We leave the left bank of the Garonne and journey on to a triangle of land 'between-the-two-seas', meaning in fact the rivers Garonne and Dordogne. Anyone who has witness a flood of these rivers can understand what is meant by 'Entre-Deux-Mers'. The French wine-growing area of Entre-Deux-Mers is a huge plateau, criss-crossed by countless small valleys and streams that wind their way through the softly undulating hills. It is a fairly large area from which the main output is of the dry white EntreDeux- Mers AC. The other appellations are Cotes de Bordeaux St-Macaire, Ste-Croix-du-Mont, Loupiac, and Cadillac (all of which are sweet liquorous white French wines), Graves de Vayres (red, dry and sweet white), Premieres Cotes de Bordeaux, and Ste-Poy Bordeaux (both red and sweet liquorous whites) In addition to the wines listed above the entire area of Entre-Deux-Mers also produces a great deal of Bordeaux and Bordeaux Superieur (red, rose, dry and sweet white French wines).
This French wine area is situated to the south of Bergerac. The small town of Ste-Foy appears to consist oftwo parts. Port-Ste-Foy is on the right bank of the Dordogne, hence in the Bergeracois, while Ste-Foyla-Grande is in the Bordelais on the left bank. The soil of Ste-Foy varies from clay bearing alluvial deposits for the reds to chalk bearing strata on which the whites are grown. The underlying strata are gravel, sand, and calciferous clay. This explains the difference in types and taste of the Ste-Foy wines. A remarkable and positive fact regarding this French wine-growing district is their quality charter that is signed by the communal winegrowers.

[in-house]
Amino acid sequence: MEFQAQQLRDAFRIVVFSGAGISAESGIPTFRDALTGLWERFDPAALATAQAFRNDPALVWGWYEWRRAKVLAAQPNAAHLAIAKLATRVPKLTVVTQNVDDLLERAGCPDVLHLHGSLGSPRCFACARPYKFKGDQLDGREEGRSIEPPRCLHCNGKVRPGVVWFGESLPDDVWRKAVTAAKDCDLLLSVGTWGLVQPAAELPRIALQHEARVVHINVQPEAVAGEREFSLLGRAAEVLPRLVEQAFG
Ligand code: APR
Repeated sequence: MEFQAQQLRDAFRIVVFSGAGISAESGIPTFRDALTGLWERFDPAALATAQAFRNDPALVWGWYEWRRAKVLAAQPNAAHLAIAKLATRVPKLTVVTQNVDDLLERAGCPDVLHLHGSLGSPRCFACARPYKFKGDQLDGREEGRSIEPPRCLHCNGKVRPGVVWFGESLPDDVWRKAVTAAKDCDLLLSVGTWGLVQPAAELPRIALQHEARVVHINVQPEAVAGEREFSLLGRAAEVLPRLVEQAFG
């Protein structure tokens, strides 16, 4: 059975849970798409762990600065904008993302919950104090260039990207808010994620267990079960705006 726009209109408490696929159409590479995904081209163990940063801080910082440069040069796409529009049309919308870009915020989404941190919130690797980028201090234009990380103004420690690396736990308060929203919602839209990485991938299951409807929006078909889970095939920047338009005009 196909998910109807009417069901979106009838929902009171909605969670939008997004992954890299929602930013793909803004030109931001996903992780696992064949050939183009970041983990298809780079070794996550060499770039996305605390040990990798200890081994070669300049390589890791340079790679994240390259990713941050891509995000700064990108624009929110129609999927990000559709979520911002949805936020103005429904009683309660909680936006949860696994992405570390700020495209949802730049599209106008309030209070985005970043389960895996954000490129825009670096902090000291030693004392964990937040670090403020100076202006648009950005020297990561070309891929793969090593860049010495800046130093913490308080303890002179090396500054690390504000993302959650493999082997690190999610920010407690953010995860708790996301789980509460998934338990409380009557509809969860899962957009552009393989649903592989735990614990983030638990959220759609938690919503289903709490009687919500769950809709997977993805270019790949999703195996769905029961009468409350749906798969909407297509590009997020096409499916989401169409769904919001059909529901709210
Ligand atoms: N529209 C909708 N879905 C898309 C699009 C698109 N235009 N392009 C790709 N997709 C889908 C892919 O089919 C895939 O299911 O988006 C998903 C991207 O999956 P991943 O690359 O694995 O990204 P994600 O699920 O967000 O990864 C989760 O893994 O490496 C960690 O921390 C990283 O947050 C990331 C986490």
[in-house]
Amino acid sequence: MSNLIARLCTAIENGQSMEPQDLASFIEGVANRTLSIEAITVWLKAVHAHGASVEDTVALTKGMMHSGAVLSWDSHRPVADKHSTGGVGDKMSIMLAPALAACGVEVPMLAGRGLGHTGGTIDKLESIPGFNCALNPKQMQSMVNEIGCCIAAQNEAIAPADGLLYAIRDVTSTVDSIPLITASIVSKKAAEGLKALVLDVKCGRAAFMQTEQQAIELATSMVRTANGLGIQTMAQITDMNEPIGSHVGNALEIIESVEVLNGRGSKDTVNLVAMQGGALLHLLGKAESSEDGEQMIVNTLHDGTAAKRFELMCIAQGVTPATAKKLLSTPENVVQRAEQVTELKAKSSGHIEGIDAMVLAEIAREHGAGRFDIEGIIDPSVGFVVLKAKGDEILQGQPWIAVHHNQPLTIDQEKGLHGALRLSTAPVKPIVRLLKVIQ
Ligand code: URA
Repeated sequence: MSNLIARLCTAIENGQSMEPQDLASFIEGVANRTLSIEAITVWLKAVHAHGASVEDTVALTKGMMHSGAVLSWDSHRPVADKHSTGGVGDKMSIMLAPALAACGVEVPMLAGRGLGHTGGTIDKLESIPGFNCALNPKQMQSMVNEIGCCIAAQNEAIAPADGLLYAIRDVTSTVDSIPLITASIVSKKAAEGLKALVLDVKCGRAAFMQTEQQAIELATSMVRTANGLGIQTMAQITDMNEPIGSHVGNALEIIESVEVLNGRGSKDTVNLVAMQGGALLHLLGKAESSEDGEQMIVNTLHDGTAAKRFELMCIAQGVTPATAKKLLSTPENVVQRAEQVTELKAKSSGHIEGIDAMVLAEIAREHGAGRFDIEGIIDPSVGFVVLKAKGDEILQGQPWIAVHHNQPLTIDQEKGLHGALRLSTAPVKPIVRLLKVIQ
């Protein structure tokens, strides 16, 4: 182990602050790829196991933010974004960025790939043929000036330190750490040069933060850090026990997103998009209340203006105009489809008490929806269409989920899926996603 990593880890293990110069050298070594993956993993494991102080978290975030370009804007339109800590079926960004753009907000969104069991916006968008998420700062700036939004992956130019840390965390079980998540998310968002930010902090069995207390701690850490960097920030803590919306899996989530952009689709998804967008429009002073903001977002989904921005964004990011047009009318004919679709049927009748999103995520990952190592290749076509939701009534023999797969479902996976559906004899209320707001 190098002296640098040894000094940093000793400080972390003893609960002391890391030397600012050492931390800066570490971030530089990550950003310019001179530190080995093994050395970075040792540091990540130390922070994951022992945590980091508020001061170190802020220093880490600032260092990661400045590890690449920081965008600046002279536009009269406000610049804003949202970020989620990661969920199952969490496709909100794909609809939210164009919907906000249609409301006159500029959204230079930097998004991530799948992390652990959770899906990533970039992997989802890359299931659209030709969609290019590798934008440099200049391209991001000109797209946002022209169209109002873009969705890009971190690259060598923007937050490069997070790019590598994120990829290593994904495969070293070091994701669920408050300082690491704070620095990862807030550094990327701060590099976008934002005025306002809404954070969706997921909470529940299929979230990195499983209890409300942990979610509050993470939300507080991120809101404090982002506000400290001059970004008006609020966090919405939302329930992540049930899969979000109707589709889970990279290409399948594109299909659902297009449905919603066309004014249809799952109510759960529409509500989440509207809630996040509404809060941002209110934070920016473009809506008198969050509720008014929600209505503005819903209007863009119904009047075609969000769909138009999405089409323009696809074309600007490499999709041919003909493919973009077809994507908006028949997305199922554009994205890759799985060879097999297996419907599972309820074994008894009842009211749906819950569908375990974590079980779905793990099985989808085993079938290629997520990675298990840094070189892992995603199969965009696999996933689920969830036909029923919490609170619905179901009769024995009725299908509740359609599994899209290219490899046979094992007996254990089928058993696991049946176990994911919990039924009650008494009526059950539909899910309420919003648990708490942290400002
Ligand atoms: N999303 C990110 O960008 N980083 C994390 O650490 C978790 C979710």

The red French wine is the most widely produced, using Merlot, Cabernet Sauvignon, and Cabernet Franc. Most of these are fairly dark, very fruity, with a bouquet of red fruit and vanilla, which merge into more complex aromas such as leather, fungus, coffee, and spices, when mature. Drinking temperature for Ste-Foy-Bordeaux French wine: 16°C (60 .8°F).